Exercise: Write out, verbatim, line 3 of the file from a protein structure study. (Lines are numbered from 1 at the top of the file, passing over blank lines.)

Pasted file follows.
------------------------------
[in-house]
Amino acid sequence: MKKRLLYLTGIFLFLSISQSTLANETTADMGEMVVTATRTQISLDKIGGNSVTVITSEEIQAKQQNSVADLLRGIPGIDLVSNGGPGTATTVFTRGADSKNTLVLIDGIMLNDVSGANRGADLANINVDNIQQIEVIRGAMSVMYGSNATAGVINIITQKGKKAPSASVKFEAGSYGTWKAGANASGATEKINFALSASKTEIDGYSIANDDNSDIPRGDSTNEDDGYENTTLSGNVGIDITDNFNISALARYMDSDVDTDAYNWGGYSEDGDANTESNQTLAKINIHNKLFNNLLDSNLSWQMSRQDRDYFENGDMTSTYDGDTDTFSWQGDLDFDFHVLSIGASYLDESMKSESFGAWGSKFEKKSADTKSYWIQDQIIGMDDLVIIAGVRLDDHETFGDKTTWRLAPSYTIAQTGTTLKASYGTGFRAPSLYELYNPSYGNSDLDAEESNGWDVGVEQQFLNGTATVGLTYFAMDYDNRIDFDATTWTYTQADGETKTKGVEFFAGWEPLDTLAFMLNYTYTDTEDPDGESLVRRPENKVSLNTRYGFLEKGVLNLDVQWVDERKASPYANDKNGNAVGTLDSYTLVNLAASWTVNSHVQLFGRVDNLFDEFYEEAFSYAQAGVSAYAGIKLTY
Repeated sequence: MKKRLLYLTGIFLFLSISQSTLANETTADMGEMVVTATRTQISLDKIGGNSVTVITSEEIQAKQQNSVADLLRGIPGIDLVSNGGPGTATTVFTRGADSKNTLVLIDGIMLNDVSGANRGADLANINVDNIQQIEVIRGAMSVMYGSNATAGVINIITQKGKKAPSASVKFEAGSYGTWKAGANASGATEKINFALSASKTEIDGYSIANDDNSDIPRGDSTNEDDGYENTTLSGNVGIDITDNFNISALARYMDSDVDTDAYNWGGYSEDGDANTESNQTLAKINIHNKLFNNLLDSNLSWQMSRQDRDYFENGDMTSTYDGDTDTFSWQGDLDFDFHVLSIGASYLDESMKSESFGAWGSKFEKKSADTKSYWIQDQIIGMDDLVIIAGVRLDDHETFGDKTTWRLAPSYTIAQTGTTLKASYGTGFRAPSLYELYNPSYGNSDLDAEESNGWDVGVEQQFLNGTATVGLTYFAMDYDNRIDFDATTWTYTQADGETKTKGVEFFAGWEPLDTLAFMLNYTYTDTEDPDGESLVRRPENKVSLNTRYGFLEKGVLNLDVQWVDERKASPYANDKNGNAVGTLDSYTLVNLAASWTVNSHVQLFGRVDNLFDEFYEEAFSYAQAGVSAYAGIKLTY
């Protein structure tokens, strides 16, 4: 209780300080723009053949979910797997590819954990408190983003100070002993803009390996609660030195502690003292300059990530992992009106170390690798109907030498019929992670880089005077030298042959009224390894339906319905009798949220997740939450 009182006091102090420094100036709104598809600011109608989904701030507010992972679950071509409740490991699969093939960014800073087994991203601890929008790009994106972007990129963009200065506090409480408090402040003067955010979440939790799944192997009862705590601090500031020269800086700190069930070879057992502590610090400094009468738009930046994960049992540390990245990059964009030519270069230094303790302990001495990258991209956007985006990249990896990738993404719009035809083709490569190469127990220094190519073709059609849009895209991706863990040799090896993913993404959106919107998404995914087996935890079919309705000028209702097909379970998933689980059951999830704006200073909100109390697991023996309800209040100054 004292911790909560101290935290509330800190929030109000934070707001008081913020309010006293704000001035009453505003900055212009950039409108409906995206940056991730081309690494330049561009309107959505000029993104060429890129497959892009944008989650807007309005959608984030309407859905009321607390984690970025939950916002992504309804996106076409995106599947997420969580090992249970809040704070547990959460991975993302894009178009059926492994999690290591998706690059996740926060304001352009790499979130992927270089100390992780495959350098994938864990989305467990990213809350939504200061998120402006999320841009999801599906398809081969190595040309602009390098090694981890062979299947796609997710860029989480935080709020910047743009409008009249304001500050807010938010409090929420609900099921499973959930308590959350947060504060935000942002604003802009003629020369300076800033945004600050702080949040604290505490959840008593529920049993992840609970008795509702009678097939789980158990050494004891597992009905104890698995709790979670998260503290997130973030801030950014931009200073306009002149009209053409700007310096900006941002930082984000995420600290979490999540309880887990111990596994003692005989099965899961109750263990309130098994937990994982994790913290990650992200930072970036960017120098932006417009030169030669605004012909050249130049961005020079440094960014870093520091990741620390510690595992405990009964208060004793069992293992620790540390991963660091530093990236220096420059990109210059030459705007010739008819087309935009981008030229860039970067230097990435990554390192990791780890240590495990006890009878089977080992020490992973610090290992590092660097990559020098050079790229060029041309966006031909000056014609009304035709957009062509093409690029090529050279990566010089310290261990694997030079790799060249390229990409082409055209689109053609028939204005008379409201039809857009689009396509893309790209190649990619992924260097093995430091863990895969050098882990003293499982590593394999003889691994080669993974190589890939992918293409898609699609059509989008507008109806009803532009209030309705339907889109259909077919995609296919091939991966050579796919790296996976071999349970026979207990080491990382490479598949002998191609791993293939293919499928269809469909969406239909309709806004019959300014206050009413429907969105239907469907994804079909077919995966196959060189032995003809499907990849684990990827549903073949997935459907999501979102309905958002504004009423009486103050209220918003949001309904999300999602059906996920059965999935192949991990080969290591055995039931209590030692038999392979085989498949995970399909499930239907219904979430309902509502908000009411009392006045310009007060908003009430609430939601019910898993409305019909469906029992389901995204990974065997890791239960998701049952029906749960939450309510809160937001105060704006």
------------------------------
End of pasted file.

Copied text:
Repeated sequence: MKKRLLYLTGIFLFLSISQSTLANETTADMGEMVVTATRTQISLDKIGGNSVTVITSEEIQAKQQNSVADLLRGIPGIDLVSNGGPGTATTVFTRGADSKNTLVLIDGIMLNDVSGANRGADLANINVDNIQQIEVIRGAMSVMYGSNATAGVINIITQKGKKAPSASVKFEAGSYGTWKAGANASGATEKINFALSASKTEIDGYSIANDDNSDIPRGDSTNEDDGYENTTLSGNVGIDITDNFNISALARYMDSDVDTDAYNWGGYSEDGDANTESNQTLAKINIHNKLFNNLLDSNLSWQMSRQDRDYFENGDMTSTYDGDTDTFSWQGDLDFDFHVLSIGASYLDESMKSESFGAWGSKFEKKSADTKSYWIQDQIIGMDDLVIIAGVRLDDHETFGDKTTWRLAPSYTIAQTGTTLKASYGTGFRAPSLYELYNPSYGNSDLDAEESNGWDVGVEQQFLNGTATVGLTYFAMDYDNRIDFDATTWTYTQADGETKTKGVEFFAGWEPLDTLAFMLNYTYTDTEDPDGESLVRRPENKVSLNTRYGFLEKGVLNLDVQWVDERKASPYANDKNGNAVGTLDSYTLVNLAASWTVNSHVQLFGRVDNLFDEFYEEAFSYAQAGVSAYAGIKLTY